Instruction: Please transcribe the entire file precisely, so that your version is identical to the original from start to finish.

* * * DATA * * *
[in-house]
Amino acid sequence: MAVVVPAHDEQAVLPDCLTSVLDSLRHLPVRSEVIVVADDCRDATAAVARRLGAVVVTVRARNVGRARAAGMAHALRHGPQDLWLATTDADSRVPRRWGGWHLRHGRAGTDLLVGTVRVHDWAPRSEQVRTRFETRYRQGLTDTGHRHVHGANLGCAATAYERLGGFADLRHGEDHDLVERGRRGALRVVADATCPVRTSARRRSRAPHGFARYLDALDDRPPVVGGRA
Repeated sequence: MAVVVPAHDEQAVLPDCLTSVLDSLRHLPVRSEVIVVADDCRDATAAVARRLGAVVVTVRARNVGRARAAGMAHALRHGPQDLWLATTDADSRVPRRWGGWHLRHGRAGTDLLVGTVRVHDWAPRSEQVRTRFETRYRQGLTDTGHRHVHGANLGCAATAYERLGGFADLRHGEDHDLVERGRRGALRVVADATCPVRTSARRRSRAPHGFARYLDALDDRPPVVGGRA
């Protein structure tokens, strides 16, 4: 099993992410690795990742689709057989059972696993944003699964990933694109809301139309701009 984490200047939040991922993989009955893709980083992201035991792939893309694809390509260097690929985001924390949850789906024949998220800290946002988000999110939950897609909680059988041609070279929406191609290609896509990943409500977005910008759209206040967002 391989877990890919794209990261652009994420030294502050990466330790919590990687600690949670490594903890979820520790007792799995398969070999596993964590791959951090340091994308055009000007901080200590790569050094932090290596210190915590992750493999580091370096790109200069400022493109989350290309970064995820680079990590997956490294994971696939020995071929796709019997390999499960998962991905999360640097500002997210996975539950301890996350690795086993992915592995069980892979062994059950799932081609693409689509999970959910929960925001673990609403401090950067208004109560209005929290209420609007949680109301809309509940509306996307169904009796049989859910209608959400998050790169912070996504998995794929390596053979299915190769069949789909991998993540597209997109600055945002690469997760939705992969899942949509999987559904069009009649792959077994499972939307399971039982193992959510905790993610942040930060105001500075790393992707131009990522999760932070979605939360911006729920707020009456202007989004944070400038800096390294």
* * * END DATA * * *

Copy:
[in-house]
Amino acid sequence: MAVVVPAHDEQAVLPDCLTSVLDSLRHLPVRSEVIVVADDCRDATAAVARRLGAVVVTVRARNVGRARAAGMAHALRHGPQDLWLATTDADSRVPRRWGGWHLRHGRAGTDLLVGTVRVHDWAPRSEQVRTRFETRYRQGLTDTGHRHVHGANLGCAATAYERLGGFADLRHGEDHDLVERGRRGALRVVADATCPVRTSARRRSRAPHGFARYLDALDDRPPVVGGRA
Repeated sequence: MAVVVPAHDEQAVLPDCLTSVLDSLRHLPVRSEVIVVADDCRDATAAVARRLGAVVVTVRARNVGRARAAGMAHALRHGPQDLWLATTDADSRVPRRWGGWHLRHGRAGTDLLVGTVRVHDWAPRSEQVRTRFETRYRQGLTDTGHRHVHGANLGCAATAYERLGGFADLRHGEDHDLVERGRRGALRVVADATCPVRTSARRRSRAPHGFARYLDALDDRPPVVGGRA
């Protein structure tokens, strides 16, 4: 099993992410690795990742689709057989059972696993944003699964990933694109809301139309701009 984490200047939040991922993989009955893709980083992201035991792939893309694809390509260097690929985001924390949850789906024949998220800290946002988000999110939950897609909680059988041609070279929406191609290609896509990943409500977005910008759209206040967002 391989877990890919794209990261652009994420030294502050990466330790919590990687600690949670490594903890979820520790007792799995398969070999596993964590791959951090340091994308055009000007901080200590790569050094932090290596210190915590992750493999580091370096790109200069400022493109989350290309970064995820680079990590997956490294994971696939020995071929796709019997390999499960998962991905999360640097500002997210996975539950301890996350690795086993992915592995069980892979062994059950799932081609693409689509999970959910929960925001673990609403401090950067208004109560209005929290209420609007949680109301809309509940509306996307169904009796049989859910209608959400998050790169912070996504998995794929390596053979299915190769069949789909991998993540597209997109600055945002690469997760939705992969899942949509999987559904069009009649792959077994499972939307399971039982193992959510905790993610942040930060105001500075790393992707131009990522999760932070979605939360911006729920707020009456202007989004944070400038800096390294």